858 Chapters
Medium 9780861966592

Chapter II The Cartoon Before Tex

Floriane Place-Verghnes John Libbey Publishing ePub

Even though the art of animation is often associated with innovation, it has to be said that it finds its roots as early as 1645, when Athanasius Kircher (1601–1690) invented his Magical Lantern (the method of which he described at length in a book entitled Ars Magna Lucis et Umbrae). It consisted of a

mere box in which a mirror and a source of light had been placed ... The light rays – reflected by the mirror – would come out of the box through a small slit, and go through a pane of glass on which an image had been stuck. The image was then screened on a white wall through a magnifying lens.15

Etienne Gaspard Robert – working under the pseudonym Robertson – used the same device almost 150 years later, when he gave a fright to the whole of Paris by screening the heroes of the Revolution in his Fantasmagorie show (1794).

This ancestor of the animated movies was therefore to be one of the longer lasting ones, since what other creators did afterwards was only to improve the original method by implementing it with two major principles of animation: the persistence of vision and the need for gaps between images.

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Medium 9780253011046

2 Silents, Sound, and Modernism in Dmitry Shostakovich’s Score to The New Babylon

Edited by Lilya Kaganovsky and Masha Sal Indiana University Press ePub

Joan Titus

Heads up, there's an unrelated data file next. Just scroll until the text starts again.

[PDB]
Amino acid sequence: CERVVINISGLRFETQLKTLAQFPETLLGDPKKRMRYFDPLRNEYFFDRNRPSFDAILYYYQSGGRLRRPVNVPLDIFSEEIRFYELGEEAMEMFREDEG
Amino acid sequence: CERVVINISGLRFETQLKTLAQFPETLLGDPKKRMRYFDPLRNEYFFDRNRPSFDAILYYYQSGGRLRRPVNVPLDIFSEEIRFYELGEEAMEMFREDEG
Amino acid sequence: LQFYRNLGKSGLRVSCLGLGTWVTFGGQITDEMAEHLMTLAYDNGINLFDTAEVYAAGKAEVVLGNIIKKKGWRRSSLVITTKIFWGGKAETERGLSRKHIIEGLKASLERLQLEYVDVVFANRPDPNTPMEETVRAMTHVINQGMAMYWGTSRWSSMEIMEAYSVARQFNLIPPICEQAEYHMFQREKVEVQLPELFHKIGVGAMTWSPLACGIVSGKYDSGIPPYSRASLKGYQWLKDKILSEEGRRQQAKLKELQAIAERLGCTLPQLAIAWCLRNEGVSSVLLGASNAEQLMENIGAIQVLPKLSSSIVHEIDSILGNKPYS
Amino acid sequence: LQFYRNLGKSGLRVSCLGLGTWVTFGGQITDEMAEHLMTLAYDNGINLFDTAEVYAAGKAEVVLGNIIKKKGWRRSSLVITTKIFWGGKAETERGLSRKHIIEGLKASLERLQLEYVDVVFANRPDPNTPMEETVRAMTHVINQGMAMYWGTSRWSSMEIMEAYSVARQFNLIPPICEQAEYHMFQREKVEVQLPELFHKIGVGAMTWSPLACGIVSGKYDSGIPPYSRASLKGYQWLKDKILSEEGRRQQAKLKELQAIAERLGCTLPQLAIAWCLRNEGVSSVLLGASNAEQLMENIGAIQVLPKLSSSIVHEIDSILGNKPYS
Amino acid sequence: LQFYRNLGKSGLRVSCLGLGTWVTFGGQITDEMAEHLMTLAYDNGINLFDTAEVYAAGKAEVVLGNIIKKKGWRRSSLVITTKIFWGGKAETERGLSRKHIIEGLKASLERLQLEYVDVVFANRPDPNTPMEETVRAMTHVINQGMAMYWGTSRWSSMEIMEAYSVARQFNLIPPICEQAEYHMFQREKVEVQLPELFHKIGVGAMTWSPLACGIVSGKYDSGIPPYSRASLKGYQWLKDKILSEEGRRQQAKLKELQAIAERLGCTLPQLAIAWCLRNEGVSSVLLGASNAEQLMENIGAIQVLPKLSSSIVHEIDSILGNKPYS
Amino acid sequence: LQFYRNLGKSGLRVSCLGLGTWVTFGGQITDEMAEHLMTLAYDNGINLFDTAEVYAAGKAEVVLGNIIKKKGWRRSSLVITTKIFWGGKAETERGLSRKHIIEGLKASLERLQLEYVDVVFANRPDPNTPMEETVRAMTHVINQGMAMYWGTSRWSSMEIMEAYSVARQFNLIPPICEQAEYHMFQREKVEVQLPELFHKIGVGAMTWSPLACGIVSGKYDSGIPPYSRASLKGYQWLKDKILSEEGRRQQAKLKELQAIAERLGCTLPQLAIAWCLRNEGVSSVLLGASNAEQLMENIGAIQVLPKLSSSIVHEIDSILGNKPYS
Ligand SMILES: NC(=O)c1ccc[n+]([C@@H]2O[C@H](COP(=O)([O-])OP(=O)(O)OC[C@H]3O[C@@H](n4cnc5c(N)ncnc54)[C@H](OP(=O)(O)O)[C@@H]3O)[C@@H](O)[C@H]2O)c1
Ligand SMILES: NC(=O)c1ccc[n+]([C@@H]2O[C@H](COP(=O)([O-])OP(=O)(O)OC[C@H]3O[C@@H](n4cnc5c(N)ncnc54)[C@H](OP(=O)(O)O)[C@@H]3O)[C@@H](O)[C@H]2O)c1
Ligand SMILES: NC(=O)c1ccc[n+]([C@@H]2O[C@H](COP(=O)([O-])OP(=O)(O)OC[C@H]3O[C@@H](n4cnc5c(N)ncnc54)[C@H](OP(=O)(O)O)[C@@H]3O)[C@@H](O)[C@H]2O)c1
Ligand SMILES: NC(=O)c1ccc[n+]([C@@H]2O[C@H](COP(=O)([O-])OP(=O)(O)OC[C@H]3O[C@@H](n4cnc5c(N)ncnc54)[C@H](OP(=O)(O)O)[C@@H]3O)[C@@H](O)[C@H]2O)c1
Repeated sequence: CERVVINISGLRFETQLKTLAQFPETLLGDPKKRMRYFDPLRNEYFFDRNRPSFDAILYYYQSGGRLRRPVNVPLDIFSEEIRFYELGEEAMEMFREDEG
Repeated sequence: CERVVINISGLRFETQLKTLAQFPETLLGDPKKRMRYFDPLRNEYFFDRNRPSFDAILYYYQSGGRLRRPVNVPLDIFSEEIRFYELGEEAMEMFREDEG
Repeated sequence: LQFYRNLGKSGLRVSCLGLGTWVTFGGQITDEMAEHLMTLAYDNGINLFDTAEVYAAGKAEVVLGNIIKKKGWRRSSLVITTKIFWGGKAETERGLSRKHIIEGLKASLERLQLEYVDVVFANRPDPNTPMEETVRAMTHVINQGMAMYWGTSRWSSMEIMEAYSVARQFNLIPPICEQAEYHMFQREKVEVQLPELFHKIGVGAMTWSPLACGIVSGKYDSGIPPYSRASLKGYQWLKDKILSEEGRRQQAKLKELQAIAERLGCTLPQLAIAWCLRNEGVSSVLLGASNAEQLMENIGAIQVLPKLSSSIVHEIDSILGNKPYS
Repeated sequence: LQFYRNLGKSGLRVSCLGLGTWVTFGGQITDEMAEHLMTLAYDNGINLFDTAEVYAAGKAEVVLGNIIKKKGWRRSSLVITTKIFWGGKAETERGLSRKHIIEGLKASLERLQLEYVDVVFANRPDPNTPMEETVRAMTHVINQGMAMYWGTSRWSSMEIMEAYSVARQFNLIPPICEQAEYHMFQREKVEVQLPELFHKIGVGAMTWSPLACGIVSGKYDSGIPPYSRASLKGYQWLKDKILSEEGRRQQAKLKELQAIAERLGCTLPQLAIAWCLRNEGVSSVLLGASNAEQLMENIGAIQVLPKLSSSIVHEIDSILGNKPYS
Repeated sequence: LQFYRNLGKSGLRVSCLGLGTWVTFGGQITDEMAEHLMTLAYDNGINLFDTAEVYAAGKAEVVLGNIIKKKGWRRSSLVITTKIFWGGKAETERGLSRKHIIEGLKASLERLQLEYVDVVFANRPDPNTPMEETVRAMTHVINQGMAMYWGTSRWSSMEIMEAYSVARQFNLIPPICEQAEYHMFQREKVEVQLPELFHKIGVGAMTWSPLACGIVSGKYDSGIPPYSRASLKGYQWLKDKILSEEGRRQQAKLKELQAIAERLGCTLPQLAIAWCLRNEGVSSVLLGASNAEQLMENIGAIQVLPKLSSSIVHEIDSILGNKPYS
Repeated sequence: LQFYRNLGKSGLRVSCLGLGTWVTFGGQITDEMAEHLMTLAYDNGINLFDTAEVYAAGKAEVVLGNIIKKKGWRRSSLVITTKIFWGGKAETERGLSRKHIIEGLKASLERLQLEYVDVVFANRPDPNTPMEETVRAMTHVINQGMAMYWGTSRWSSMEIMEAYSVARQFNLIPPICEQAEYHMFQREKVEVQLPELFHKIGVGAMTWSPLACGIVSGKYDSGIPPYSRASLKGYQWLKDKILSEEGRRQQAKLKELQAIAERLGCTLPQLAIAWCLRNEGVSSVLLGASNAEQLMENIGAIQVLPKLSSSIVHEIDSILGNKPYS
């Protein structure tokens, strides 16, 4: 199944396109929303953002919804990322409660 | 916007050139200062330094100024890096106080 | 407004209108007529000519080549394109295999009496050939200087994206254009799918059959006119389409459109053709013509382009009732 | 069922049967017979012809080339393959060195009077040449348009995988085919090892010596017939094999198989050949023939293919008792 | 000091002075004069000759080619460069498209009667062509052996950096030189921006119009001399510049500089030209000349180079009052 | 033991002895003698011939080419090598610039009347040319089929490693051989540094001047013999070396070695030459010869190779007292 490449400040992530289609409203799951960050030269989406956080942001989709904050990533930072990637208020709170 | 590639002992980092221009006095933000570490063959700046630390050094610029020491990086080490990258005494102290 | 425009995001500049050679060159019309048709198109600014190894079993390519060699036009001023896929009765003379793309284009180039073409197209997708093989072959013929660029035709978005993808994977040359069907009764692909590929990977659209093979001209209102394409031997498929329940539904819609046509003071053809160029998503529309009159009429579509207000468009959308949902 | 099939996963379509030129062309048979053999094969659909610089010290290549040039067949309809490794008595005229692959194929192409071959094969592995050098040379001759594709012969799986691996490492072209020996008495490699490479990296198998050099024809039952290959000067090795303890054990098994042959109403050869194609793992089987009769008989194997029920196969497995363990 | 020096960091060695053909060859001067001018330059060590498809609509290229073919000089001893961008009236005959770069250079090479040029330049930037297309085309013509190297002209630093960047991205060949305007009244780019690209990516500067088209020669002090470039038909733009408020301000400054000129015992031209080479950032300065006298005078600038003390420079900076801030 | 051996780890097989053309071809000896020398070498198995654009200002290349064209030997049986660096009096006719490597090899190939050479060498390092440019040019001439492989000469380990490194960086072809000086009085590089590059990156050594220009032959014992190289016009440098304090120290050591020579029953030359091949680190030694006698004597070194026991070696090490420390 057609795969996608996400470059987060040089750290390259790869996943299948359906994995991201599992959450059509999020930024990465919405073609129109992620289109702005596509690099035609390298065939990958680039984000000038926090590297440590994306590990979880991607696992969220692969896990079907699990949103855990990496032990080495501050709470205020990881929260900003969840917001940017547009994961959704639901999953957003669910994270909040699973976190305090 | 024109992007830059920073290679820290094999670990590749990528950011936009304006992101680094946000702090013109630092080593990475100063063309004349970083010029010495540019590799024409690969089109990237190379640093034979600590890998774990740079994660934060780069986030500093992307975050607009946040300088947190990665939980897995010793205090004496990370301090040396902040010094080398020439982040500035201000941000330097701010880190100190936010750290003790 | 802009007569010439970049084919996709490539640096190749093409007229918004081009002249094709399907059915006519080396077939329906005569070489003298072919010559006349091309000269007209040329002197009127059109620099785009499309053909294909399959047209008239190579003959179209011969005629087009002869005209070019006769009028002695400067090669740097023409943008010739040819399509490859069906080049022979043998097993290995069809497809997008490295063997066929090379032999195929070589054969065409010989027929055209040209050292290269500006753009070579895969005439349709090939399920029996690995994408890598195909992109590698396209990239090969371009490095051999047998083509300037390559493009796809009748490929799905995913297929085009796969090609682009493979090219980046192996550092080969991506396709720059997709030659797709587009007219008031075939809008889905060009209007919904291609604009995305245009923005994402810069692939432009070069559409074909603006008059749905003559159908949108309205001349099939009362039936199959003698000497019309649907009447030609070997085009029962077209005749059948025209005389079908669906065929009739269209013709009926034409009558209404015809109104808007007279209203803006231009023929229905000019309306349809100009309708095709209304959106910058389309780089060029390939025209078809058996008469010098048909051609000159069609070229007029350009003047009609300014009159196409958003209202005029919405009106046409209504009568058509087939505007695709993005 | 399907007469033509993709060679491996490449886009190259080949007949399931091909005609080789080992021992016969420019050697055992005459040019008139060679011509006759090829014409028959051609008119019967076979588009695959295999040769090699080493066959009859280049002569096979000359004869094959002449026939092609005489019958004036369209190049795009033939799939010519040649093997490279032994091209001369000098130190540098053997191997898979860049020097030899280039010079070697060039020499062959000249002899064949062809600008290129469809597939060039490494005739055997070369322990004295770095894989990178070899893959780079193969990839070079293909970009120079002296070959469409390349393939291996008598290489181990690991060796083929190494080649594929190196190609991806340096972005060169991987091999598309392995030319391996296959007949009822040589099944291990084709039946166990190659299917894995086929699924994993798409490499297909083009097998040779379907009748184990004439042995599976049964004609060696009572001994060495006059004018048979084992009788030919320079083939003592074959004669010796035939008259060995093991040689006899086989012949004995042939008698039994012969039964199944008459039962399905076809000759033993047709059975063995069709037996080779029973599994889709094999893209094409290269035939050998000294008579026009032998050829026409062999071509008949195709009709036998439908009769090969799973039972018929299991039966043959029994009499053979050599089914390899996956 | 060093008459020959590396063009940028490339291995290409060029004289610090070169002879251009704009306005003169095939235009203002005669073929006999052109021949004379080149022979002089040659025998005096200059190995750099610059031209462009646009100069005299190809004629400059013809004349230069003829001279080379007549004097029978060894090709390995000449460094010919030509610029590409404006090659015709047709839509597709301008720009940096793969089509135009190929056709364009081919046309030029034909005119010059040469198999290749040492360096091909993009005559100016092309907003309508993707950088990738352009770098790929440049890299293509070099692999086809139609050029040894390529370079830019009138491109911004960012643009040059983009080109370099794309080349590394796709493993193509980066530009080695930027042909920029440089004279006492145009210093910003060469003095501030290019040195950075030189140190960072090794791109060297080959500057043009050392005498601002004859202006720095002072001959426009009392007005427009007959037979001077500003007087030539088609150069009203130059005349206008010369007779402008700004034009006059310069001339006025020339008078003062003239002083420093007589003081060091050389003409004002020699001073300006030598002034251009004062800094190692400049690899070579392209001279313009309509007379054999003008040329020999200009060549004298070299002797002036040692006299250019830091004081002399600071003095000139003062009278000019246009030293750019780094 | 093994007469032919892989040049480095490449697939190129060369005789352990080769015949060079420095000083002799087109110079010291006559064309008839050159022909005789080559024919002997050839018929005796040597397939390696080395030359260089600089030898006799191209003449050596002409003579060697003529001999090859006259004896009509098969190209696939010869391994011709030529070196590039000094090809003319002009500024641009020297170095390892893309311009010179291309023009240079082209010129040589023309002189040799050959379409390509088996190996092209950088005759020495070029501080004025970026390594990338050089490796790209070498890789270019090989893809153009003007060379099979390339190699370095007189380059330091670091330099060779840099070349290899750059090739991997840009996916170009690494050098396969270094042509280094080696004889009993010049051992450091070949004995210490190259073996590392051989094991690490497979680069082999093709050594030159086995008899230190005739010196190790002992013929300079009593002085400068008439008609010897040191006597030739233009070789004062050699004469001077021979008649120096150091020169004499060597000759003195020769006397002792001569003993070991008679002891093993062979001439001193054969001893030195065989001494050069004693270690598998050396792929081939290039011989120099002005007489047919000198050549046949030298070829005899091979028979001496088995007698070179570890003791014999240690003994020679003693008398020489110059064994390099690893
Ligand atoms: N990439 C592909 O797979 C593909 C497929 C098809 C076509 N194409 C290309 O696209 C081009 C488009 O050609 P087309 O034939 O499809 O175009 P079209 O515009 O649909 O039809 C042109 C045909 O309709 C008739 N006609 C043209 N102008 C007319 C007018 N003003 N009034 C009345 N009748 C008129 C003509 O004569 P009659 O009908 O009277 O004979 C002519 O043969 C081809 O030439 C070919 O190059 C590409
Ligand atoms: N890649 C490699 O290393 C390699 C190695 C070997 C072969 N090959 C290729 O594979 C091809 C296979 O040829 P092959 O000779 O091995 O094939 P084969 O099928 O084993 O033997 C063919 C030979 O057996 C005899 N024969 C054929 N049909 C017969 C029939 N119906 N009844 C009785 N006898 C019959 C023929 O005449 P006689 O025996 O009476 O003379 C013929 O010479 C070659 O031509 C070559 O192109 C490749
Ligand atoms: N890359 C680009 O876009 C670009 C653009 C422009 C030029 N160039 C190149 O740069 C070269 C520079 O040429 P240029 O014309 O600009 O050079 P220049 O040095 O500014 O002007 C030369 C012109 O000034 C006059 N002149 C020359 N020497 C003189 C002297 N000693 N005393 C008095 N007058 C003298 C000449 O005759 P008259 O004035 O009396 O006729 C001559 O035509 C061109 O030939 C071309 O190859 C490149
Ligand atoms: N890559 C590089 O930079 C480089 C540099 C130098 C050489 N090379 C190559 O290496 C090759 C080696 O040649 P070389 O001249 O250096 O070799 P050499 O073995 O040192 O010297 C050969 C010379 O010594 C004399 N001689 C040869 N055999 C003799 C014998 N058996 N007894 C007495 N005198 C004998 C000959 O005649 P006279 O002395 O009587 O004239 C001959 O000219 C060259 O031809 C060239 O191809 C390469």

ALTHOUGH WIDELY REGARDED by scholars and general audiences as one of the greatest of the last “silent” films, Novyi Vavilon (New Babylon, dir. Kozintsev and Trauberg, 1929) was initially a surprising failure. Even with its original score by the celebrated composer Dmitry Shostakovich, the film failed to fully satisfy audiences and critics at the time of its premiere. Since then, the musical score has been blamed for this initial failure, even though it was intended to be a significant contribution to a work that was designed to be innovative, properly socialist, and entertaining. This narrative, still spun in recent writings about the score, rarely acknowledges that this failure involved intertwining cultural and political issues related to the restructuring of the Soviet film industry and the establishment of a new relationship between sound and image.1 The score to New Babylon was created to explore this new relationship, which signaled the reevaluation of the musician’s role in music for cinema. Since New Babylon was the first Soviet film to have a full original score written by a professional Russian composer, Shostakovich’s compositional process was closely observed and necessarily required a collaborative effort between the composer and the directors Grigory Kozintsev and Leonid Trauberg. The composer’s process was therefore a central issue during the film’s production.2 Examining this collaborative process, through the directors’ and composer’s writings about the music for New Babylon and the film’s reception, reveals much about perceptions of modernism and socialism in the whole work.